Industry estimates show that electronics sellers and online merchants thrived in November, particularly at the start of the holiday shopping season. But the numbers also indicate that sales of clothing and luxury items--except for jewelry--were weak. Jewelry was the good news, with Mastercard SpendingPulse sales figures showing the sector rising 4.6 per cent in November. Overall, the SpendingPulse analysis finds that November sales proved to be a "mixed bag." The results raise some worries that some sectors could face tough going in the critical countdown to Christmas, as frugal Americans grapple with job insecurity and tight credit. Fat discounts apparently drove shoppers to stores and online over Thanksgiving weekend. An analyst is predicting they won't come back until the season's final hours when bargains are even better. Meanwhile, the International Council of Shopping Centers is trimming its November sales growth forecast. The group cites more shoppers who say they're putting off holiday shopping compared with a year ago.


Treasury Secretary Timothy Geithner is affirming the administration's intent to soon end the $700 billion financial bailout program. Geithner did not provide details, but says the government is close to the point at which "we can wind down this program" and end it. "Nothing would make me happier," he told the Senate Agriculture Committee. Some lawmakers have been agitating for an exit from the politically unpopular bailout program that was put in at the height of the financial crisis last year. Geithner also says legislation to bring transparency to the global, unregulated $600 trillion derivatives market was needed soon to restore confidence in the U.S. financial system.

Treasury Secretary Geithner is pleased Congress has made progress in crafting legislation to impose new oversight on complex instruments blamed for hastening the financial crisis. Geithner says legislation to bring transparency to the global, unregulated $600 trillion derivatives market is needed to restore confidence in the U.S. financial system. A major sticking point in Congress involves companies that use derivatives to hedge against risk. Some lawmakers want to exempt the so-called "end users" from new requirements in the overhaul legislation. But Geithner says he's pleased by "the convergence on good policy"' that has occurred.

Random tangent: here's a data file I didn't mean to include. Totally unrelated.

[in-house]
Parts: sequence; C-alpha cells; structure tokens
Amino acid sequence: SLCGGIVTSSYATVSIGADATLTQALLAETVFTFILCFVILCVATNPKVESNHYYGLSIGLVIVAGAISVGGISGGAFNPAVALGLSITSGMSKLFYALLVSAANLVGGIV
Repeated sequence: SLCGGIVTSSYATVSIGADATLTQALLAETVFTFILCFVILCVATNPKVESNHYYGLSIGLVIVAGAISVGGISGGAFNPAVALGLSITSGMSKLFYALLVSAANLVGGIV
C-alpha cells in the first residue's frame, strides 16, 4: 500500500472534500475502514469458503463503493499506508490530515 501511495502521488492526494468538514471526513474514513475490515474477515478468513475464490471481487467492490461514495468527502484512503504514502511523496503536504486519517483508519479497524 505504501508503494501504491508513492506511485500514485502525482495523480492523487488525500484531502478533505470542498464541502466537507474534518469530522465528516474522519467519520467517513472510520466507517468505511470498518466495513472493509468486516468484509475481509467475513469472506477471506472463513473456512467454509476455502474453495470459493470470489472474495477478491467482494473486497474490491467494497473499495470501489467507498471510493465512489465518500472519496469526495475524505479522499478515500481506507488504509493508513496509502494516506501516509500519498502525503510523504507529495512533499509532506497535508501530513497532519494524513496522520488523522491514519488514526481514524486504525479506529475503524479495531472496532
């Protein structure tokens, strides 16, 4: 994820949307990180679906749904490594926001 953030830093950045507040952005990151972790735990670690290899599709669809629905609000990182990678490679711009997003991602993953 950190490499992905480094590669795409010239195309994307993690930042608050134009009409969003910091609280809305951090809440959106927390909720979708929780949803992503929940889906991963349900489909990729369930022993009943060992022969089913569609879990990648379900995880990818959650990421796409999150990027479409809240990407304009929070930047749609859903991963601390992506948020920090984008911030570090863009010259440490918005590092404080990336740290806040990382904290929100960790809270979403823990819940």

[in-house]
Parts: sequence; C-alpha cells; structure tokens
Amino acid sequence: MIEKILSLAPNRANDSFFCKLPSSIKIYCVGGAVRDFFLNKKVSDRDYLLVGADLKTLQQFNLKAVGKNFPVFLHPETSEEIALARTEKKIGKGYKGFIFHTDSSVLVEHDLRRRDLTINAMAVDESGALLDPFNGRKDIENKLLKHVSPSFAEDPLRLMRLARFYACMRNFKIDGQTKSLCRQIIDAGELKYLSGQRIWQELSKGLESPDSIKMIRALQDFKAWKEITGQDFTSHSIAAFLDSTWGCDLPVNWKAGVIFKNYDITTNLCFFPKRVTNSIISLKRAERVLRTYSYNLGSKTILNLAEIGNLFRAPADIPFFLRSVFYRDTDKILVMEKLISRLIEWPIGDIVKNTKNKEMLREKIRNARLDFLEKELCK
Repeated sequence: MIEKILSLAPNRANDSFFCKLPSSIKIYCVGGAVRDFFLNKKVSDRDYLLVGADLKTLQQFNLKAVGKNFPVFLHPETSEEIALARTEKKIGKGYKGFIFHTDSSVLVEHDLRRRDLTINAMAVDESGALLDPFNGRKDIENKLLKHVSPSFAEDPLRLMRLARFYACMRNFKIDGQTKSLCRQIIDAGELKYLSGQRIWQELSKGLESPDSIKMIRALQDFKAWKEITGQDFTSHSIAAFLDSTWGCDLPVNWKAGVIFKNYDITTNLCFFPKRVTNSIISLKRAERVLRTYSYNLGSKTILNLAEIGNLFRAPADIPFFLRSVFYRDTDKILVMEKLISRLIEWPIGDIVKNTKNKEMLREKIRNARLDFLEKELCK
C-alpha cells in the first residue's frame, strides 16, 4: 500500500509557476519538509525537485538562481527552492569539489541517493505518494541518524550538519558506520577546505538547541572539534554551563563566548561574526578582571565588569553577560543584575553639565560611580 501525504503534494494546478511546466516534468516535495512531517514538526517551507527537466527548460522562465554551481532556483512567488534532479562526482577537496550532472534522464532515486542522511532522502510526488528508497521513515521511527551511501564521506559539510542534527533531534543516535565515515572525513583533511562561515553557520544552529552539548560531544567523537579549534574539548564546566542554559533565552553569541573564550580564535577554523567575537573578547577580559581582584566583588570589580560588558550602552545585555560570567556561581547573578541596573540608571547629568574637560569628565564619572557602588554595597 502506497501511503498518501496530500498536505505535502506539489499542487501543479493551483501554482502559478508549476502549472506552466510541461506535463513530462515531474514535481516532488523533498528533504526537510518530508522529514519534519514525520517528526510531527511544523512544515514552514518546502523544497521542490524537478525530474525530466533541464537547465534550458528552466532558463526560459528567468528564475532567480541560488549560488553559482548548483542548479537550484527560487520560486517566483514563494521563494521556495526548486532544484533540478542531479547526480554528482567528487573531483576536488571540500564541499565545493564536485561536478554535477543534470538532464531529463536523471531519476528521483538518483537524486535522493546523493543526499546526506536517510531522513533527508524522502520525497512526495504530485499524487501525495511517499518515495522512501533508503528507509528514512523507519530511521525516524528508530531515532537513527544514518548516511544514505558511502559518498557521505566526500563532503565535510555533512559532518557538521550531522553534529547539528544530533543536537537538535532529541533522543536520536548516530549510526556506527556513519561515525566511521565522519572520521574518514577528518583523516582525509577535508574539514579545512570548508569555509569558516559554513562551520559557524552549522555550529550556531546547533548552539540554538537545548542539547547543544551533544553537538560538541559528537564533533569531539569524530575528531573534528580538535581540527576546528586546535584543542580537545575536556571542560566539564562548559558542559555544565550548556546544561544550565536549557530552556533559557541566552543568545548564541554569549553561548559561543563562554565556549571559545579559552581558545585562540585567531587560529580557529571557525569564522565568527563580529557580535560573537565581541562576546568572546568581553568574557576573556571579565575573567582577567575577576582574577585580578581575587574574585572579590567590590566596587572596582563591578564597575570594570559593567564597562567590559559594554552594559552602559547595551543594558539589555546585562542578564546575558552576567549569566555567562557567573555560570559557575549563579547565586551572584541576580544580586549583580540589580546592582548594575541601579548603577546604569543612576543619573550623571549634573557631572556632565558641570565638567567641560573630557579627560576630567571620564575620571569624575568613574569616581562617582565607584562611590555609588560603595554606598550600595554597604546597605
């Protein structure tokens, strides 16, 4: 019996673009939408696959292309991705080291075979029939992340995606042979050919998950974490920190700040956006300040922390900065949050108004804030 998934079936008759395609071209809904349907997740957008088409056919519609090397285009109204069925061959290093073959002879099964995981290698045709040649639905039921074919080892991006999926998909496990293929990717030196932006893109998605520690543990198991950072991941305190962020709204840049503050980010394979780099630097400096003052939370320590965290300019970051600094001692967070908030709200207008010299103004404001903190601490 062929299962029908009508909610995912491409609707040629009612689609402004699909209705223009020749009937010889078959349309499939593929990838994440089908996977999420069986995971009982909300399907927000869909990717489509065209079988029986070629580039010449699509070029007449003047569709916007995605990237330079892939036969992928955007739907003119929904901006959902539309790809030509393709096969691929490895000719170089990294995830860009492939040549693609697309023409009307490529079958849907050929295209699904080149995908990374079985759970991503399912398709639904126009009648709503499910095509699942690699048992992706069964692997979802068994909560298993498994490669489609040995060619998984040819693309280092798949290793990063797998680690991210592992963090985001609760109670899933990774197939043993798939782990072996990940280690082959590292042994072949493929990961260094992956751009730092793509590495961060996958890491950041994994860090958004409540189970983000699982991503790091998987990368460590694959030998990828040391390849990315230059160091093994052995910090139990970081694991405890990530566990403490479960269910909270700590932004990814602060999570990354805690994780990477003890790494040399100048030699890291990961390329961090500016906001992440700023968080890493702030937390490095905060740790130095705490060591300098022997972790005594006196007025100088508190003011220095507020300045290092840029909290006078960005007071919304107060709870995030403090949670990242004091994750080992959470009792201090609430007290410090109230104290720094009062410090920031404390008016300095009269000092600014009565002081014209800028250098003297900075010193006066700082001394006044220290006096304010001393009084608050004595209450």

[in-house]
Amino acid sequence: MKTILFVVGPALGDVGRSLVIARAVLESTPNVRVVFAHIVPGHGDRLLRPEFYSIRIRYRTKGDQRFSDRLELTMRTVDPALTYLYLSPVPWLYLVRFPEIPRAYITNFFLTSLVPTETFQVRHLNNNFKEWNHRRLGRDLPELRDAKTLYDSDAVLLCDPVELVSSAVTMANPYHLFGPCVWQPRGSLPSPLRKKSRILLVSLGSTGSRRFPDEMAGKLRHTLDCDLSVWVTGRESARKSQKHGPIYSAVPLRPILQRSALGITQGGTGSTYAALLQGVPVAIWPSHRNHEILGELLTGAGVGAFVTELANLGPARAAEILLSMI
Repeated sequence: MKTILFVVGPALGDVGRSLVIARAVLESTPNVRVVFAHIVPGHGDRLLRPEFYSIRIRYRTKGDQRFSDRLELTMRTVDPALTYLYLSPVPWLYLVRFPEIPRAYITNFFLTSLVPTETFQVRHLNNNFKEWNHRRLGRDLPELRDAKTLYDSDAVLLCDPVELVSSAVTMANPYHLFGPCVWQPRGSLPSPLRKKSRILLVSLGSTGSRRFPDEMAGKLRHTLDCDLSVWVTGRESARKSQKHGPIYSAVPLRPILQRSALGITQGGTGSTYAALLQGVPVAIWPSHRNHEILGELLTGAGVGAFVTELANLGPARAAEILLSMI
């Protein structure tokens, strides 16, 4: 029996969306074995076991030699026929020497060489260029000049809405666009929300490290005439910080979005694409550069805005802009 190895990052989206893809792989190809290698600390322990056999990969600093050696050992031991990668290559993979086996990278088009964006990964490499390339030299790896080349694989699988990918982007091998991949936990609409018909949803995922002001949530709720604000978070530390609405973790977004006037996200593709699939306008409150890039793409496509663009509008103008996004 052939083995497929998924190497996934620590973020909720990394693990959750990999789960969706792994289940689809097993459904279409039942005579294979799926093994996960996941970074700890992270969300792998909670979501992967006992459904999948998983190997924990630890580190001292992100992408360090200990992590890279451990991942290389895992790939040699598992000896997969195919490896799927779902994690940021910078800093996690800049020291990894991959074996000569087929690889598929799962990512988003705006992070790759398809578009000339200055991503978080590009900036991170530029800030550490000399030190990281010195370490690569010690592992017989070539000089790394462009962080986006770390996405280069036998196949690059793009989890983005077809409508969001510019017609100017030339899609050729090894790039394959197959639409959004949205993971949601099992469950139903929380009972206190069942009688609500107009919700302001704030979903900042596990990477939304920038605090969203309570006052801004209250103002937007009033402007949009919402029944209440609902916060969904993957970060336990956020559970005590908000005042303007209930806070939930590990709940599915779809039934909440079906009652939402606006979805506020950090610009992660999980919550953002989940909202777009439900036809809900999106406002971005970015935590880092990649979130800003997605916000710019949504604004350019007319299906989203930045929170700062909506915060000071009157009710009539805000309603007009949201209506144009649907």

Congress is working to extend the estate tax. The current federal estate tax law is scheduled to disappear for one year before returning in 2011 at a higher rate. But the House is expected to vote as early as tomorrow on an extension. The bill would permanently extend the current top rate of 45 per cent on estates larger than $3.5 million. Smaller estates would continue to be exempt from the tax. The Senate is considering similar legislation, but is busy trying to overhaul health care. Senators would have to scramble to take up the estate tax this month. Extending the tax would raise about $14 billion a year. Some Republicans and small business groups call it a "death tax" and want it permanently repealed.


Bank regulators say nearly 26 per cent of U.S. households have little or no access to banking services, and the problem hits poor and minority families the hardest. The Federal Deposit Insurance Corporation says many black, Hispanic and Native American populations struggle to access savings accounts and other services critical to financial security. The agency says 71 per cent of the households that have no access to banks earn less than $30,000 a year. The data come from the second FDIC survey to review access to basic banking services. It's part of an effort to bring the so-called "unbanked" into the financial mainstream. The Census Bureau conducted the survey on behalf of the FDIC.


The Internal Revenue Service wants the names of U.S. taxpayers who have foreign accounts with companies owned by indicted billionaire R. Allen Stanford. The IRS filed a summons in federal court in Dallas. It says a list of Stanford investors would help the agency check whether anyone is evading taxes by failing to report money in foreign accounts. The request appears to be part of a crackdown against taxpayers who avoid taxes by stashing money overseas. Last month, nearly 15,000 Americans disclosed billions in offshore bank accounts under a voluntary program allowing most to avoid criminal prosecution if they paid back taxes and interest. The government accuses Stanford of running a $7 billion ponzi scheme.